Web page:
Did you know....?
Massage benefits laboring moms in a lot of ways!
When was the last time you had a massage? It may have been a professional massage at a spa or it could have just been a quick backrub from your honey, but didn’t it feel good?
According to research, massages can actually assist mothers to labor faster and more comfortably. Even a quick and simple massage can do wonders for decreasing a mother’s anxiety and pain.
Just check out the findings from this study:
“Twenty-eight women were recruited from prenatal classes and randomly assigned to receive massage in addition to coaching in breathing during labor, or to receive coaching in breathing alone. The massaged mothers reported a decrease in depressed mood, anxiety and pain, and showed less agitated activity and anxiety and more positive affect following the first massage during labor. In addition the massaged mothers had shorter labors, a shorter hospital stay and less postpartum depression.” (1)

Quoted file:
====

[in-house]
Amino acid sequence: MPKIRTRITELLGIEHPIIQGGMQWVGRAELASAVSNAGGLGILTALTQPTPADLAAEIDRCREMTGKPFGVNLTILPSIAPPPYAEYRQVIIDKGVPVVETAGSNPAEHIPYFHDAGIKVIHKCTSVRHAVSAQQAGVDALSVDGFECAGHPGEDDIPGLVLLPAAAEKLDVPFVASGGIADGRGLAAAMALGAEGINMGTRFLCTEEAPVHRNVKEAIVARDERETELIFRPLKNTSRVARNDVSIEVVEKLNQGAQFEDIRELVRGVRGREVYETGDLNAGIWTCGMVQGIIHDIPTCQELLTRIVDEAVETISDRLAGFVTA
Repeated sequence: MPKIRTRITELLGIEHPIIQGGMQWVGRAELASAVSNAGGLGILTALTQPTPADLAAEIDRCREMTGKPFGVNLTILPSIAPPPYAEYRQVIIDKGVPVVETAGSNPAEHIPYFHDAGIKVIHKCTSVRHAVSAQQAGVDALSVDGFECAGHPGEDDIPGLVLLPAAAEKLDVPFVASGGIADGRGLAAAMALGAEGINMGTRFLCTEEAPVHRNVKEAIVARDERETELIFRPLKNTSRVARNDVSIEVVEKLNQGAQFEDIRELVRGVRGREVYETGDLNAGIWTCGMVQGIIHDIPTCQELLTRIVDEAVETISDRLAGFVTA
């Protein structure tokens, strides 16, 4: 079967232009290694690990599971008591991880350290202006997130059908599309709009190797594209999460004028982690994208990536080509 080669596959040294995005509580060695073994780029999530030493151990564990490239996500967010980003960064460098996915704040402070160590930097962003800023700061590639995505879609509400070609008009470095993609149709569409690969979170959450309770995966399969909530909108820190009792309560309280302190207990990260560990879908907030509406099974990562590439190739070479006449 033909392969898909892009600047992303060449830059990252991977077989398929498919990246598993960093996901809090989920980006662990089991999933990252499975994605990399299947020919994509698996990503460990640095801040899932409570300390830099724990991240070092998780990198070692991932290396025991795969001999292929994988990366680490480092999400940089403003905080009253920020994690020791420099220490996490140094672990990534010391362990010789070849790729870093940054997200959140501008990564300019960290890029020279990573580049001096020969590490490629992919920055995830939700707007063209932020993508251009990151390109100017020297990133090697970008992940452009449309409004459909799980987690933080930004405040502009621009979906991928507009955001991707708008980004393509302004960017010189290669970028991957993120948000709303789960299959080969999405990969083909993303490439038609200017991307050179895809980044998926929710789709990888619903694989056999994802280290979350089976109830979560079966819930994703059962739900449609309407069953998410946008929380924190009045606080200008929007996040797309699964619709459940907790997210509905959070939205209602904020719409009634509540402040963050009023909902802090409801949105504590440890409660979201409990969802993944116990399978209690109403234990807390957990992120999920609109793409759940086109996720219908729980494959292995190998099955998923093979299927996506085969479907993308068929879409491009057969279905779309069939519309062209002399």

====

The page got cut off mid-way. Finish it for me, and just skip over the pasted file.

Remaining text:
During labor, sometimes the focus can all be put on having the mother breath and push. Without a relaxed body, however, focusing all energy (emotional and physical) on these important tasks becomes difficult for mom. Having nurturing support she can trust and feel safe with is important. Massage facilitates this.
That’s where a well-trained, professional and certified Doula comes in. Having a doula there who knows how to massage and comfort a mother with touch throughout the labor process means that mom can receive that much-needed massage any time she needs it! Find a doula who is certified and specifically trained in maternal-fetal positioning, and the best techniques for helping mom relax her muscles. A massage during labor (whether from Dad or Doula) also allows the mother to breathe easier and keep her rhythm.
The results? A less-stressed, less-depressed mom and a shorter labor process and hospital stay. Who can say no to that?
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(1) Field, T., Hernandez-Reif, M., Taylor , S., Quintino, O., & Burman, I. (1997).
Labor pain is reduced by massage therapy. Journal of Psychosomatic Obstetrics and
Gynecology, 18, 286-291.